Role of dust alkalinity in acid mobilization of iron
- 1Research Institute for Global Change, JAMSTEC, Yokohama, Kanagawa, 236-0001, Japan
- 2Scripps Institution of Oceanography, University of California, San Diego, La Jolla, CA 92093-0221, USA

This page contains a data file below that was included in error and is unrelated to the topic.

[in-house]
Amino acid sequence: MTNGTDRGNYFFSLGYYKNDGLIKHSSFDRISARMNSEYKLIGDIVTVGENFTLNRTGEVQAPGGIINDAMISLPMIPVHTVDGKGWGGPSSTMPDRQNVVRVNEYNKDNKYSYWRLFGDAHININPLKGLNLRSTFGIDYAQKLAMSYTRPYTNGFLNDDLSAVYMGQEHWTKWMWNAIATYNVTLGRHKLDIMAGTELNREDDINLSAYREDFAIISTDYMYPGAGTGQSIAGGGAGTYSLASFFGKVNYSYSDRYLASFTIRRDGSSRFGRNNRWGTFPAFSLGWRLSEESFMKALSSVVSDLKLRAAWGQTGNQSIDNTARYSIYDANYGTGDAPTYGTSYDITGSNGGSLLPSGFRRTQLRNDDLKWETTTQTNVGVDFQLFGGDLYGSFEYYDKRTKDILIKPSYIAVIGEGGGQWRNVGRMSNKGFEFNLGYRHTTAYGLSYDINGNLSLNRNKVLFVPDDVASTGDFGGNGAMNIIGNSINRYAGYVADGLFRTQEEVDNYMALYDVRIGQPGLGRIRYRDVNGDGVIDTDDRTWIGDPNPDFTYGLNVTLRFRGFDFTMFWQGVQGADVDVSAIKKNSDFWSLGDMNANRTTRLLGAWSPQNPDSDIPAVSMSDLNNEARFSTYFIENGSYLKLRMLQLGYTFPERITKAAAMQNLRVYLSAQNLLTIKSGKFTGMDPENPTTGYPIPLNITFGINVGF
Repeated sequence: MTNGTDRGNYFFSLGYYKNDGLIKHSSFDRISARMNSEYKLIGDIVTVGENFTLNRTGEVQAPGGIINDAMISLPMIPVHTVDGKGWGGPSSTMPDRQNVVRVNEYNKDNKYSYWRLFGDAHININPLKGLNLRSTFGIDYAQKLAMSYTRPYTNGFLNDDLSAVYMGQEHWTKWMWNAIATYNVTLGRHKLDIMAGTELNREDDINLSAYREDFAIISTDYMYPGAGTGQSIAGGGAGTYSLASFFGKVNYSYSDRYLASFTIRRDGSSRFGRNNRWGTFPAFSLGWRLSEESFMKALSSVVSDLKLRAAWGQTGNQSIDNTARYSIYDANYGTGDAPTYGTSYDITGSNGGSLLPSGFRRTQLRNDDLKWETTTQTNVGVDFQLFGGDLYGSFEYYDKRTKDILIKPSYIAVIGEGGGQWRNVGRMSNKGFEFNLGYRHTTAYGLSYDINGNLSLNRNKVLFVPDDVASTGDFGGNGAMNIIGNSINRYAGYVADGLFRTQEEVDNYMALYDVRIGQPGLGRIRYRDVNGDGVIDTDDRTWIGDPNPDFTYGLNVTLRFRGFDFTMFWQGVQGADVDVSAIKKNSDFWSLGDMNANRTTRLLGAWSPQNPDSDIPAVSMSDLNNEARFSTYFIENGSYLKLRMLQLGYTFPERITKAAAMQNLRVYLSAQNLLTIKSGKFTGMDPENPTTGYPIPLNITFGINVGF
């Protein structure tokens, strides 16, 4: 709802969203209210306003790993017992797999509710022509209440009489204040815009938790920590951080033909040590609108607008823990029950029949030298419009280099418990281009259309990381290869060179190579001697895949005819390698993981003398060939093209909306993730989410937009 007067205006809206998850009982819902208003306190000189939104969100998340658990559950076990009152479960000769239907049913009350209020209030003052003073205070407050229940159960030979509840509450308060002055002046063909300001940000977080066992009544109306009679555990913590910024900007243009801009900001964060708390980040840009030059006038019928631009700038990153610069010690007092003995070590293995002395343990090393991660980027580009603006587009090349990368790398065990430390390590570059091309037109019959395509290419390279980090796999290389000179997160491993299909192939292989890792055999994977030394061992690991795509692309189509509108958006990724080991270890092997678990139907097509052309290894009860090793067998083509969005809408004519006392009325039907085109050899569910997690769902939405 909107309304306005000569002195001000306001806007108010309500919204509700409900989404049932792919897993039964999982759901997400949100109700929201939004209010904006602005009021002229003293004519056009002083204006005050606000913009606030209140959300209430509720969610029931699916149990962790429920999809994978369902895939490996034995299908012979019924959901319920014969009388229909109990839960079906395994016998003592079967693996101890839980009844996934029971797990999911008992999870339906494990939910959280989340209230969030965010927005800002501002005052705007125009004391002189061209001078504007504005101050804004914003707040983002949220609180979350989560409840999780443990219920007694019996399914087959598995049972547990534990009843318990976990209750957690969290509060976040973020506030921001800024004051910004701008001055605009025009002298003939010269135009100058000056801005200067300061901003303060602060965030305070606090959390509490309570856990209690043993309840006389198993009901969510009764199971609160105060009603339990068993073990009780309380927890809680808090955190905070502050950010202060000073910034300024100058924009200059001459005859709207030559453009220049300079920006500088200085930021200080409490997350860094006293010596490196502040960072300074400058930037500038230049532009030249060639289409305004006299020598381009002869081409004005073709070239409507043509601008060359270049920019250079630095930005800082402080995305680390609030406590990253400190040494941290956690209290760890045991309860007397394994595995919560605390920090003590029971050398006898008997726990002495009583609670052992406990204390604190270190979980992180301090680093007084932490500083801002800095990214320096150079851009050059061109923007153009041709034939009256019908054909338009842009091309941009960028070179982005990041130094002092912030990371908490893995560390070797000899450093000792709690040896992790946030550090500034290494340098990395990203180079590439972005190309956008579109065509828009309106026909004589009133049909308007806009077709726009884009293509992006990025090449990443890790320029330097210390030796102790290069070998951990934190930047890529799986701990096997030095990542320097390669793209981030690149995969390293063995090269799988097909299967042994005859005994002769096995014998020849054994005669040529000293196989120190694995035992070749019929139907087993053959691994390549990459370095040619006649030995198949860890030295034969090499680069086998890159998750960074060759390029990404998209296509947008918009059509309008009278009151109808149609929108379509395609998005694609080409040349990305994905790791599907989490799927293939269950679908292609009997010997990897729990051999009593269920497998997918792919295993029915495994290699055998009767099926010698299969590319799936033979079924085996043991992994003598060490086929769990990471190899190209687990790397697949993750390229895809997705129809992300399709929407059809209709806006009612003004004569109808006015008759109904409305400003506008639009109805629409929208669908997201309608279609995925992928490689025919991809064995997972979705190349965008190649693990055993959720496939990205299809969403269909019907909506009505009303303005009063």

Abstract. Atmospheric processing of mineral aerosols by acid gases (e.g., SO2, HNO3, N2O5, and HCl) may play a key role in the transformation of insoluble iron (Fe in the oxidized or ferric (III) form) to soluble forms (e.g., Fe(II), inorganic soluble species of Fe(III), and organic complexes of iron). On the other hand, mineral dust particles have a potential of neutralizing the acidic species due to the alkaline buffer ability of carbonate minerals (e.g., CaCO3 and MgCO3). Here we demonstrate the impact of dust alkalinity on the acid mobilization of iron in a three-dimensional aerosol chemistry transport model that includes a mineral dissolution scheme. In our model simulations, most of the alkaline dust minerals cannot be entirely consumed by inorganic acids during the transport across the North Pacific Ocean. As a result, the inclusion of alkaline compounds in aqueous chemistry substantially limits the iron dissolution during the long-range transport to the North Pacific Ocean: only a small fraction of iron (<0.2%) dissolves from hematite in the coarse-mode dust aerosols with 0.45% soluble iron initially. On the other hand, a significant fraction of iron (1–2%) dissolves in the fine-mode dust aerosols due to the acid mobilization of the iron-containing minerals externally mixed with carbonate minerals. Consequently, the model quantitatively reproduces higher iron solubility in smaller particles as suggested by measurements over the Pacific Ocean. It implies that the buffering effect of alkaline content in dust aerosols might help to explain the inverse relationship between aerosol iron solubility and particle size. We also demonstrate that the iron solubility is sensitive to the chemical specification of iron-containing minerals in dust. Compared with the dust sources, soluble iron from combustion sources contributes to a relatively marginal effect for deposition of soluble iron over the North Pacific Ocean during springtime. Our results suggest that more comprehensive data for chemical specificity of iron-rich dust is needed to improve the predictive capability for size-segregated soluble iron particles.